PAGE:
Double counting the ACB for CDA calculations affects split-dollar arrangements too
Split-dollar arrangements involve two parties that jointly own or co-own a life insurance policy and share the rights and obligations under a life insurance policy. Each party would normally pay for their respective interest in the policy and a formal agreement would capture all the rights, obligations, terms and conditions of the deal.
Where one or more of the parties to a split-dollar arrangement is a corporation, what would be the capital dividend account credit (CDA) to the relevant corporation? This was Question 2 at the Conference for Advanced Life Underwriting (CALU) Canada Revenue Agency (CRA) Roundtable.
The CRA considered this situation.
Holdco A and Holdco B each own 50% interest in Opco. Opco and Holdco A jointly own a life insurance policy on Mr A. Opco and Holdco B jointly own a life insurance policy on Mr. B. Opco pays the premium for a $1 million death benefit amount so that it may redeem the shares of the respective Holdco on the death of Mr. A or Mr. B. Each Holdco pays the premium for any additional benefit under the policy on the relevant individual. Opco is designated as beneficiary for $1 million if Mr. A or Mr. B dies, and the respective Holdco’s are designated for the rest under the relevant contracts. At the time of Mr. A’s death, the total death benefit was $1.2 million and the adjusted cost basis (ACB) of the policy on Mr. A was $150,000.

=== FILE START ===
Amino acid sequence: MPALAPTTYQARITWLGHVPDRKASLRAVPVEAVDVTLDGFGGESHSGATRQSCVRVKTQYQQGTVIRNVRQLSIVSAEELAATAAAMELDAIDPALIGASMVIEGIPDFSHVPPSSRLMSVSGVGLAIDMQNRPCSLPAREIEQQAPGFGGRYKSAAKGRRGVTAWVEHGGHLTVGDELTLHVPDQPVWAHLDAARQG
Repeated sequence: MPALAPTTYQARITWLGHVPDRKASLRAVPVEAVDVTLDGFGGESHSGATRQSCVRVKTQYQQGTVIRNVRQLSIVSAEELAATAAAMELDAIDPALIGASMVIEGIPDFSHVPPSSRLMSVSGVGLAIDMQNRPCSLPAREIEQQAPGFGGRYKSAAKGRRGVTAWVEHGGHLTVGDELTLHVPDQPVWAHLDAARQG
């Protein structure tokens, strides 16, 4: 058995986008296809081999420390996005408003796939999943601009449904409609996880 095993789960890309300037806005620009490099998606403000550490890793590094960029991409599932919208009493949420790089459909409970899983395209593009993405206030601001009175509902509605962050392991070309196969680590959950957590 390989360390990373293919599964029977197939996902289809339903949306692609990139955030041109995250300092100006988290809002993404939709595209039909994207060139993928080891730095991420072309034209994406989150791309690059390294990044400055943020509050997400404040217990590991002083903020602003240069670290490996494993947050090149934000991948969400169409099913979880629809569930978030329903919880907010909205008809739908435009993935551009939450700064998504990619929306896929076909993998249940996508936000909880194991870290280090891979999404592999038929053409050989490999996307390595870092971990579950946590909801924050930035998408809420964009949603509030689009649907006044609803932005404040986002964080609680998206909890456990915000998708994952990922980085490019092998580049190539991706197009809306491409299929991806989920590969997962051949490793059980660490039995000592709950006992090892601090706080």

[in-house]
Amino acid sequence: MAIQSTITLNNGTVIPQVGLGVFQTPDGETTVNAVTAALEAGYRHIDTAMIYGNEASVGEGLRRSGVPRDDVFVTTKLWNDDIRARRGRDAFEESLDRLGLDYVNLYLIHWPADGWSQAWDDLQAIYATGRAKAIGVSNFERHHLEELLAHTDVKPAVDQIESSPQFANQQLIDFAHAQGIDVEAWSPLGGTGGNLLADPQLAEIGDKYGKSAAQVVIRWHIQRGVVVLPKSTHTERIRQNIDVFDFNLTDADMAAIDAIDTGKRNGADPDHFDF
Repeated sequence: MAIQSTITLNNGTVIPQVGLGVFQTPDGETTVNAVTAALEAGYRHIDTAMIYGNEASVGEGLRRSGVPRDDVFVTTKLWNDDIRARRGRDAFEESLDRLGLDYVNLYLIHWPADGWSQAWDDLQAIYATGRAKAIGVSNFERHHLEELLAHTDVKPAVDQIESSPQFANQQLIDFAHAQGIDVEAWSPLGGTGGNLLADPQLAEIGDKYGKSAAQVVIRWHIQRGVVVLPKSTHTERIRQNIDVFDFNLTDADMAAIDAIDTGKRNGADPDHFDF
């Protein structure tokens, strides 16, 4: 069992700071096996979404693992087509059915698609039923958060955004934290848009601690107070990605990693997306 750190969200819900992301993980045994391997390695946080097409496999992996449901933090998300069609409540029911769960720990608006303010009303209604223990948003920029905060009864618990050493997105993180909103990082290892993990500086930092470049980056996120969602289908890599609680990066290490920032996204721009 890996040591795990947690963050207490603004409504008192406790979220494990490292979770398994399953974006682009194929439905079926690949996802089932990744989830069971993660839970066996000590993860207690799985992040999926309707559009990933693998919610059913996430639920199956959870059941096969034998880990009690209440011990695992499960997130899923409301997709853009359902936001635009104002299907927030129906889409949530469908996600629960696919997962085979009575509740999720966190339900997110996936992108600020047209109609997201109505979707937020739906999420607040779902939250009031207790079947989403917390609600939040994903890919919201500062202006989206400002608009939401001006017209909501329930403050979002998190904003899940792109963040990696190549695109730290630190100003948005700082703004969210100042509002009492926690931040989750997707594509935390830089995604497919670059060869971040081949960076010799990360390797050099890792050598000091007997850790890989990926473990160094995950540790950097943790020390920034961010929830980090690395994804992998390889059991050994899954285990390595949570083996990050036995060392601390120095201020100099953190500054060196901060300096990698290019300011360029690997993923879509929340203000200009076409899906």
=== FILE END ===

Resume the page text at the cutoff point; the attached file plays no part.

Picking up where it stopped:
Confirming it’s previous commentary, which we looked at in Capital Dividend Account (CDA) Comments from Canada Revenue Agency (CRA), the CRA stated that where there are multiple corporate beneficiaries designated under a policy, each beneficiary’s CDA should be reduced by the total ACB of the life insurance policy. So, in the scenario described above, Holdco A’s CDA credit would be $50,000 (i.e. $200,000-$150,000) and Opco’s CDA credit would be $850,000 (i.e.
It does not appear to matter whether the corporation has an ownership interest and pays costs associated with its interest in the policy or if a corporation is merely a beneficiary under the policy. The same inflexible conclusion has been drawn from the words “the adjusted cost basis of a policyholder’s interest in the life insurance policy” in paragraph (d) of the definition of “capital dividend account” in subsection 89(1).
CALU has already asked the Department of Finance to fix the CDA definition citing legitimate, real-life scenarios. In response, Finance has requested information about how big a problem the definition is before it considers changing any wording. Whether the problem is big or small, it still makes no sense to leave the wording the way it is!